By Terry Martin
In spite of all this, her tulips are blooming
in the rock garden just outside the window.
Panoplies of red yellow orange white,
planted last year as the measure of her hope.
Inside the house
my mother lies dying
in a rented hospital bed.
A fading star around which everything now revolves.
Funny, somehow, to think of it as a ‘living room’,
and yet, that’s what it is.
‘To control the pain as much as
possible and to get you home’.
Those have been the shared and
stated goals all along.
Our top priorities.
So here we sit.
And now what?
A whole new vocabulary these days:
catheter, bolus, enema,
hospice, IV, bowel movements.
Morpheus, the god of sleep.
A parallel universe she now inhabits—
a relatively peaceful place, fortunately,
but one to which my father and I
have no access.
So on this strangest of Mother’s Days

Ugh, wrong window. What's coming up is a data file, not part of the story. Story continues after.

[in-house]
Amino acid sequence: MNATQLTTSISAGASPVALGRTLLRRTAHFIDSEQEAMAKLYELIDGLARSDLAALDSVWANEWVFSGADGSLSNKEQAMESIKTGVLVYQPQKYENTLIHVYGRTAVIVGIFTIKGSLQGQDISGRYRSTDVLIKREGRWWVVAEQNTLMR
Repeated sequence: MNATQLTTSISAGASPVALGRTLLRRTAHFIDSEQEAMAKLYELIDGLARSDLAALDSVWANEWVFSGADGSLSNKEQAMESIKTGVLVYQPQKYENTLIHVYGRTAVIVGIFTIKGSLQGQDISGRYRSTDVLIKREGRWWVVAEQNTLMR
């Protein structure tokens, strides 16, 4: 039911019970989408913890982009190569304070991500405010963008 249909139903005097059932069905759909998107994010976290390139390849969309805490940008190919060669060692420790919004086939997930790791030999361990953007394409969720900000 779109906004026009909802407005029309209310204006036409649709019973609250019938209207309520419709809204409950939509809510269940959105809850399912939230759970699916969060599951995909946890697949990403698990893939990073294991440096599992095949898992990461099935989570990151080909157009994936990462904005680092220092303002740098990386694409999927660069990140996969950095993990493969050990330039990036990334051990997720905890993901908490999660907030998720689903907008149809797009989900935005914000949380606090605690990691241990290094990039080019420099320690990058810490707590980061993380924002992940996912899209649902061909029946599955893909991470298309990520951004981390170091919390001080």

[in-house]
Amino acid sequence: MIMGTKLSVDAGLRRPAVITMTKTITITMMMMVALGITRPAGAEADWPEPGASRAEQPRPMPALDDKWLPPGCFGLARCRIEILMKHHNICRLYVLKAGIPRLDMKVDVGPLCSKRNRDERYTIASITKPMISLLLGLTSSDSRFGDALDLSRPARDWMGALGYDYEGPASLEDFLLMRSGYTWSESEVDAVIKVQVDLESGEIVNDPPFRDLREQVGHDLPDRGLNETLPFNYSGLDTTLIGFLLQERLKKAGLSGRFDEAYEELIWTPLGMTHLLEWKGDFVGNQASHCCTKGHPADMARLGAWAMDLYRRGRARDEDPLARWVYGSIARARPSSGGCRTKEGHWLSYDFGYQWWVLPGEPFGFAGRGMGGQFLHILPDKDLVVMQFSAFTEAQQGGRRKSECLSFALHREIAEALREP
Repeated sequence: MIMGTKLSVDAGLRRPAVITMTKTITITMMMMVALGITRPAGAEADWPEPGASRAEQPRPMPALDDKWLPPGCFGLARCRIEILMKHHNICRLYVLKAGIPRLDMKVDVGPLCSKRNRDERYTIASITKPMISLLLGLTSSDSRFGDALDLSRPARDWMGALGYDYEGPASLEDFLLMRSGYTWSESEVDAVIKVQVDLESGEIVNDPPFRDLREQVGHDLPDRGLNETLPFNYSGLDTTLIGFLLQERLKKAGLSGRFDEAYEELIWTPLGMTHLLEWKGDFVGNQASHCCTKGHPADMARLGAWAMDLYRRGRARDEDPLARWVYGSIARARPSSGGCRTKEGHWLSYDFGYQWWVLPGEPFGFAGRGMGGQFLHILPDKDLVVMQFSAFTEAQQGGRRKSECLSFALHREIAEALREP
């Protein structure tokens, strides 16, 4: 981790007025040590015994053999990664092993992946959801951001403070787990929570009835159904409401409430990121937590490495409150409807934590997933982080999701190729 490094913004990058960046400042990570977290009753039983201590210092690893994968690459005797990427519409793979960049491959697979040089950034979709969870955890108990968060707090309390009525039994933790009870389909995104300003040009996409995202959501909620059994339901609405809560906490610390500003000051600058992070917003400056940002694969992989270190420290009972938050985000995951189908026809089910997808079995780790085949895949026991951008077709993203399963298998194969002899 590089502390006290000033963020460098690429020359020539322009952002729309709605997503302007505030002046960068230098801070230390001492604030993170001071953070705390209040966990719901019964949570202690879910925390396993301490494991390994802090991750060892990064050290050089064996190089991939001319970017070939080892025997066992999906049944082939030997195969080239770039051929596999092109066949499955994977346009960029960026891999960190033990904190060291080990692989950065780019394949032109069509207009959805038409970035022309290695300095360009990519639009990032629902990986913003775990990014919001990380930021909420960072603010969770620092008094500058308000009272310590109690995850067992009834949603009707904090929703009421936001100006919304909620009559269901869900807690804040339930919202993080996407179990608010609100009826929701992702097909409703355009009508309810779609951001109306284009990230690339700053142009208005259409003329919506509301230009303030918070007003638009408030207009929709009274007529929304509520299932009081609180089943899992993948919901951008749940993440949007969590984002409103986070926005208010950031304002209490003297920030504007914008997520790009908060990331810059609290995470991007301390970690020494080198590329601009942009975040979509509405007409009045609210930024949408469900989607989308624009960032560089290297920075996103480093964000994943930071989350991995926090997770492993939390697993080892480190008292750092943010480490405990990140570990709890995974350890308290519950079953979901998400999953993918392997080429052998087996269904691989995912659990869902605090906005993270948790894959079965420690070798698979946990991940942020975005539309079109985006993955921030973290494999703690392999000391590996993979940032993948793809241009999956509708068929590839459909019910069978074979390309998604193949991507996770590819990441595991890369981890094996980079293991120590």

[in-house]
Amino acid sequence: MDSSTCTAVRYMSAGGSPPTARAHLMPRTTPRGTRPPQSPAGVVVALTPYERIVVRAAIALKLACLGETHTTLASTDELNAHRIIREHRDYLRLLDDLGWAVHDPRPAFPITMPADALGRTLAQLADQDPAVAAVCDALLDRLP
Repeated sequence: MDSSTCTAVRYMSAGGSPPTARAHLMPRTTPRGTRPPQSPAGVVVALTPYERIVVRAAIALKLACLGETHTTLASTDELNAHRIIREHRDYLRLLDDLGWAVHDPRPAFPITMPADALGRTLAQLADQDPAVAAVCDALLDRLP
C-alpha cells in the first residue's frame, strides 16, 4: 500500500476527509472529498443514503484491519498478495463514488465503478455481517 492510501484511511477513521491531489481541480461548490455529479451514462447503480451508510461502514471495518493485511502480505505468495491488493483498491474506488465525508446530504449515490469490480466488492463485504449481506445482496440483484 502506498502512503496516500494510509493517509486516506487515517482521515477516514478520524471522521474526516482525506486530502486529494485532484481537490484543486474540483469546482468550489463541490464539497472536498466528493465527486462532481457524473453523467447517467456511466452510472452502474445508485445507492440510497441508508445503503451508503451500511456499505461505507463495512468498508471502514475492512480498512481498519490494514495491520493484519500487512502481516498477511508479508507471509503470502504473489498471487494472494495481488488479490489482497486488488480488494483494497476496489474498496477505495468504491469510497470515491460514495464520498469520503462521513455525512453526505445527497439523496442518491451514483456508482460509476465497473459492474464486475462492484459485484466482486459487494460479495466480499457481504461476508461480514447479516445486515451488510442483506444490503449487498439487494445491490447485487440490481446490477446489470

celebration doesn’t feel possible.
Overshadowed by the pain
(hers, of course, the most obvious
but also his, theirs, mine)
and the unspoken realization
that this is the first one
we haven’t been able to celebrate
and our last one
If I could, Mama,
I’d take you outside
to see your flowers today.
For just beyond these walls,
right on the other side,
bloom the tulips
that you planted last year
for the first time in your life.
An avid reader and writer, Terry Martin has published hundreds of poems, essays, and articles, edited books, journals, and anthologies, and published three books of poems—Wishboats (2000), The Secret Language of Women (2006) and The Light You Find (2014). She teaches English at Central Washington University, where she received the Distinguished Professor—Teaching Award. Martin was also honored as U.S. Professor of the Year by the CASE/Carnegie Foundation—a national teaching award given to recognize extraordinary commitment and contribution to undergraduate education. She lives with her spouse in Yakima, Washington—The Fruit Bowl of the Nation. “Mother’s Day” first appeared in English Journal, and in Wishboats. “Behind Lids of Half-Closed Eyes” first appeared in Calyx, and then in, The Light You Find (Blue Begonia Press, 2014).